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Israel and the United States have agreed to a temporary cease-fire agreement to help Israel protect its domestic hemp industry after US District Judge James Boasberg blocked the United State from blocking Israeli imports of the crop.
The United States and Israel signed the temporary cease fire agreement in Washington, DC, on Friday, a US official told Al Jazeera.
The official said the US and Israel had agreed to the cease-fires to avoid an escalation of tensions.
The move comes after Israel launched an investigation into the US government’s alleged role in the illegal importation of hemp into the country.
The probe began last month, according to the State Department.
The US Department said in a statement that it “is reviewing the matter, and is looking into the allegations that the US State Department was involved in facilitating illegal imports of US hemp products into Israel”.
The US State department also said it had begun its own investigation into allegations that Israeli officials were involved in the trade.
“We have taken all steps to cooperate with the Israeli authorities, including seeking the immediate release of the individuals alleged to have been responsible for these violations,” the statement said.
The Hemp Industries Association, a trade association representing American farmers, said it welcomed the US agreement.
“This will give American farmers an immediate opportunity to grow their own hemp,” the group said in an email.
The hemp industry, however, said that while the US deal “provides for an immediate and limited supply of hemp products for Israel, it does not eliminate the US trade barriers that remain.”
“The US has an obligation to protect the United Nations’ international hemp and other crop products standards,” said Ethan Stowell, the Hemp Industries International Association’s chief executive.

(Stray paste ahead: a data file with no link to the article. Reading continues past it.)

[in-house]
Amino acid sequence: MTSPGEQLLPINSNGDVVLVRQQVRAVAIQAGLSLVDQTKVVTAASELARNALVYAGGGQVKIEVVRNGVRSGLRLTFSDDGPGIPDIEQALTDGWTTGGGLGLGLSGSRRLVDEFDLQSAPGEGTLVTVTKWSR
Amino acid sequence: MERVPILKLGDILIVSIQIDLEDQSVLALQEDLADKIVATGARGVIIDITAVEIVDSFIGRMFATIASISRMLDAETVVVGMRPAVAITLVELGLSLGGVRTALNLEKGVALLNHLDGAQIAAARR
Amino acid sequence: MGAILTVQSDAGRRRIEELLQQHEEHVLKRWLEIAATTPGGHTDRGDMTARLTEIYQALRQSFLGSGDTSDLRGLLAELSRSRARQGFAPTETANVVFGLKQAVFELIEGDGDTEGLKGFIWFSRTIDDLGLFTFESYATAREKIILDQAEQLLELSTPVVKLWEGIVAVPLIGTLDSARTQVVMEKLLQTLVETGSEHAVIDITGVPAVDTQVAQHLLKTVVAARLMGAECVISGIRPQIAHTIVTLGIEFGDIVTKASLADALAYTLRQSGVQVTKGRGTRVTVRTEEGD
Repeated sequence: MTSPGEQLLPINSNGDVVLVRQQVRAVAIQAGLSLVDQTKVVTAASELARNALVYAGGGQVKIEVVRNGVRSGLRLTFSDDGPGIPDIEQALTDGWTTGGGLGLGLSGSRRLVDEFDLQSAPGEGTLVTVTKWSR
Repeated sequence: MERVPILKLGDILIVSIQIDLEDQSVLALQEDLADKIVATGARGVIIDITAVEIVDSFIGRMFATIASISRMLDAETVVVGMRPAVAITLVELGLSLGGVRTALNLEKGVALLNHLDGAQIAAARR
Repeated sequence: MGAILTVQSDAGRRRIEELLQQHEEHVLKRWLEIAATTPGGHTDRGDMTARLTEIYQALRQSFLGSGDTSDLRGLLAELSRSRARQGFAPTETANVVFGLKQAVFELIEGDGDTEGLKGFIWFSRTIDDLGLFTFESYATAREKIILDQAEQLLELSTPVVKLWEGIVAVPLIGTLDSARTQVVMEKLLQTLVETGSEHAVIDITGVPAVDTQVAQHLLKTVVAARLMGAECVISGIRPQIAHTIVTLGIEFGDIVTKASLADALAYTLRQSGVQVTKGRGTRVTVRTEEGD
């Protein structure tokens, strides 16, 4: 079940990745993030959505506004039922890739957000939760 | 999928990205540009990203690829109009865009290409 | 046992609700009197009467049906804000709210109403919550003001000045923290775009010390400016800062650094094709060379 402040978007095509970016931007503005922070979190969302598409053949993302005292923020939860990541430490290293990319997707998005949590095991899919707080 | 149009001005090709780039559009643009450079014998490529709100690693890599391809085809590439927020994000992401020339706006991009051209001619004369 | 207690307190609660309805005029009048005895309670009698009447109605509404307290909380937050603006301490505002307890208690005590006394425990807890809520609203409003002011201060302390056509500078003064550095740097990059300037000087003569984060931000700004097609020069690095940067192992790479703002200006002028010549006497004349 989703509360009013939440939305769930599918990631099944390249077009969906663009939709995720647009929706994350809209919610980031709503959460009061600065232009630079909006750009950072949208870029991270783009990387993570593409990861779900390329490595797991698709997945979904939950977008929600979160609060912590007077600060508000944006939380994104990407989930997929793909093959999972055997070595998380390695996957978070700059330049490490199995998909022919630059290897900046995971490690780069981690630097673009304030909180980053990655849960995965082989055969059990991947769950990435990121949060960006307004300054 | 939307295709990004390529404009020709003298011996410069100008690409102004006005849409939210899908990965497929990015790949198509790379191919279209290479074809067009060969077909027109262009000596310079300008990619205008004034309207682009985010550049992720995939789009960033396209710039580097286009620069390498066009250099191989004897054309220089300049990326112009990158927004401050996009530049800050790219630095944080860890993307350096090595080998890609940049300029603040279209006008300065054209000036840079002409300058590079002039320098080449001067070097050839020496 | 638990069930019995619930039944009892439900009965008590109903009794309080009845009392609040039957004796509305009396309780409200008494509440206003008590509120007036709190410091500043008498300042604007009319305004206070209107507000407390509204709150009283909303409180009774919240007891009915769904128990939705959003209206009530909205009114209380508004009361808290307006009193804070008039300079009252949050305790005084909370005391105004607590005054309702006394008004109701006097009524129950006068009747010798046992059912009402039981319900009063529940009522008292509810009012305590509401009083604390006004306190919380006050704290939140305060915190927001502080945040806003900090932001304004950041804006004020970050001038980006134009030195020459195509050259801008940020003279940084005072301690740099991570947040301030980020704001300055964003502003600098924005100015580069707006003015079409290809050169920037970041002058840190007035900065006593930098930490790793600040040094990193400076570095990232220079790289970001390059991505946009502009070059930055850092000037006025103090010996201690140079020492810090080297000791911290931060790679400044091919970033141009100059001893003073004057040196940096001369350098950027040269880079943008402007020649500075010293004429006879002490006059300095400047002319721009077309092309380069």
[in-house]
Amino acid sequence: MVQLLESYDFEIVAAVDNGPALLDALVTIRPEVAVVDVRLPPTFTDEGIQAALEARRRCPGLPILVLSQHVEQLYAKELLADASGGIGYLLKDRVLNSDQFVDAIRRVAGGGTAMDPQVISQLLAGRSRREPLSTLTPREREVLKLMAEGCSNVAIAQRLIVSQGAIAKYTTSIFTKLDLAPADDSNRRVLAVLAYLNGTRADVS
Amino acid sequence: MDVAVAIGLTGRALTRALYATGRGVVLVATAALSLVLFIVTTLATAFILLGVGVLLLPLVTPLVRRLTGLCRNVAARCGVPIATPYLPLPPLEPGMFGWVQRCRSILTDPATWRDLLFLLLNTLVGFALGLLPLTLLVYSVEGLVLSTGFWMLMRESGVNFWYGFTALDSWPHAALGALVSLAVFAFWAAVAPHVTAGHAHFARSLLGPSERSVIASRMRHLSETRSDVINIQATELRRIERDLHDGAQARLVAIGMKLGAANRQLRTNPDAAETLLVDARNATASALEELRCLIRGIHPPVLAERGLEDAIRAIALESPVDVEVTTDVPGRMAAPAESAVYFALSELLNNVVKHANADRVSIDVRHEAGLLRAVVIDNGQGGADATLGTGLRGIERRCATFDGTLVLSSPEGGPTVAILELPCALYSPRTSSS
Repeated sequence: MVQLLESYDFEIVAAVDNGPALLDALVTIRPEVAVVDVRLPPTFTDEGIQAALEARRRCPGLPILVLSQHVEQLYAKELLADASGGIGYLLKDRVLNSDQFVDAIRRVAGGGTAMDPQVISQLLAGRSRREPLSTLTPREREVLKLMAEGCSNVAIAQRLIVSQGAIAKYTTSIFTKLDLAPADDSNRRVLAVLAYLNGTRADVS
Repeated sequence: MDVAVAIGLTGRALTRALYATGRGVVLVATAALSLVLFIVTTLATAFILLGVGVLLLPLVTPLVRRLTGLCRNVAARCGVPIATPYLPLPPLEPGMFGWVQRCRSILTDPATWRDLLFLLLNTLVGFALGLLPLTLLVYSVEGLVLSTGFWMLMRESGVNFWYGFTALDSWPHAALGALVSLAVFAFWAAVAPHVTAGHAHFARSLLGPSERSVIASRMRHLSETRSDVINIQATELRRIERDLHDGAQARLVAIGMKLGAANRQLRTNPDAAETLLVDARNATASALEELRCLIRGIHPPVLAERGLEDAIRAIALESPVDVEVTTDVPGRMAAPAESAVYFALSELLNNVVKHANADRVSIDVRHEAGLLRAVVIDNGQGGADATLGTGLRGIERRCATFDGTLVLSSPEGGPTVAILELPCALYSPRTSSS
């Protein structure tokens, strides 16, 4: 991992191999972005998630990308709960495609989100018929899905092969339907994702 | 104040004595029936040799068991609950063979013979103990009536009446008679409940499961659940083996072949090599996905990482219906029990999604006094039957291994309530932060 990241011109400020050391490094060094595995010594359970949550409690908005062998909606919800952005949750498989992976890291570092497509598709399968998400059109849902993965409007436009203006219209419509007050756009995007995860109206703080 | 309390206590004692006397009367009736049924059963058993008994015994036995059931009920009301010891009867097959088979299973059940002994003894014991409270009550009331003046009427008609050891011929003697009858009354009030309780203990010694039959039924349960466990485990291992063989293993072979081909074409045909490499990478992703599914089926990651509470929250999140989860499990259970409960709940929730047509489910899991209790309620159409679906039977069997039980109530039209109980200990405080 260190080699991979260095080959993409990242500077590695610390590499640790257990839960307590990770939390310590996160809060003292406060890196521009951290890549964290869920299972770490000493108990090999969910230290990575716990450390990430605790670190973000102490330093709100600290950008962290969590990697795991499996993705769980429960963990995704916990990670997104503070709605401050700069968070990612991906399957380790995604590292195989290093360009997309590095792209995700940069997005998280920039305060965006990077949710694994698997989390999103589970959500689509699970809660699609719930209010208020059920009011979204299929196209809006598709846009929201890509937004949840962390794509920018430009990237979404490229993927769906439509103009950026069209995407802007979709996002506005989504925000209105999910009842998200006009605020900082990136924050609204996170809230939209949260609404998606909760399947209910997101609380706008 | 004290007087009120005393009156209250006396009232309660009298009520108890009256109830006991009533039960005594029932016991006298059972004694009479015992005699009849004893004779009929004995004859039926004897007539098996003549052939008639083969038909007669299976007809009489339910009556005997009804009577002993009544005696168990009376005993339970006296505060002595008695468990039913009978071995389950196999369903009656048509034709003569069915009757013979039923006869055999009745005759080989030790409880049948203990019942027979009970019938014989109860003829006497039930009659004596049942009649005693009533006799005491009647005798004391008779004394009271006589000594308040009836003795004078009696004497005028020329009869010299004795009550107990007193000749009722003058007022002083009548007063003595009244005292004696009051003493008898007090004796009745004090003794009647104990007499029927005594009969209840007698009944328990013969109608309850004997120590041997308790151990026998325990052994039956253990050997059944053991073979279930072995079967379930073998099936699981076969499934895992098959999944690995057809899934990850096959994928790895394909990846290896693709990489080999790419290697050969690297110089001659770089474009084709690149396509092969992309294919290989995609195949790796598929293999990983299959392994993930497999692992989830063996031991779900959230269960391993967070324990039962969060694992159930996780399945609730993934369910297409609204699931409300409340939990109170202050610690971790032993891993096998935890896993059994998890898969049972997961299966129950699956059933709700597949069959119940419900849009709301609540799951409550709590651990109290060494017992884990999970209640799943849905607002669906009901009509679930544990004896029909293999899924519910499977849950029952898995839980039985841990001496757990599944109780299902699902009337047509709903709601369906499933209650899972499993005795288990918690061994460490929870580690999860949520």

“We are pleased that the Trump administration is moving to address the needs of US farmers by putting an end to US import restrictions on Israel’s domestic hemp.”
According to the Hemp Industry Association, Israel is the world’s second largest hemp exporter, with about $1bn worth of hemp exported in 2016.
The Israeli government has argued that the Hemp International Trade Association’s boycott of the US will harm its agricultural industry, and has banned imports of imported hemp products from the US.
The Trump administration said in December that it was halting the ban on imports of cannabis oil, hemp seeds, hemp flour and hemp products.
“While the ban remains in place, the US Department of Agriculture is working to implement a moratorium on US hemp imports that would not impose a direct, significant impact on US farmers,” the White House said in January.
The ban, which was implemented in April, was widely criticised by some American farmers who were not able to purchase their hemp products on the black market.
“Our hemp exports are already suffering a loss due to the current moratorium and the impact of this new administration’s action,” said David McAfee, president of the Hemp Trade Association.
“There are already some farmers who are losing their crops as they are unable to find other farmers willing to buy their hemp.
This moratorium will also negatively impact US farmers as a whole.”US hemp is a non-medicinal crop, but hemp products are used in a wide range of medical applications, including in the manufacture of fibre, insulation and other products.US hemp production has been on the decline since the mid-1980s, due to a combination of rising prices and the rise of biofuels.
The US Hemp Industries Act, signed into law in 1994, prohibited the importation, production and marketing of hemp for medical or scientific purposes, and it banned US hemp from being exported to other countries.
Israel, which has been exporting hemp products to the US since 1999, has been trying to find ways to increase its hemp exports to the west, where demand for hemp products has grown since the introduction of biofuel crops in the late 1990s.
The government said last year that it had started selling hemp products, including hemp seeds and hemp flour, to countries such as Mexico and Uruguay, and was preparing to start importing hemp products in 2019.
The State Department has said it will consider any potential applications of US-made hemp products and will “exercise every resource necessary to ensure that such products are not diverted to the illicit market”.
The Hemp International trade Association said it is hopeful that the State of Israel and its supporters will continue to work with the US to make it easier for American farmers to grow hemp in the US, adding that the agreement “will have an impact on the future of hemp”.
“Hemp is a valuable product for the United Sates, which is a key market for US hemp,” said Michael Greenstein, the president of Hemp International.
“The US government must continue to support this valuable product to ensure it continues to thrive in our country.”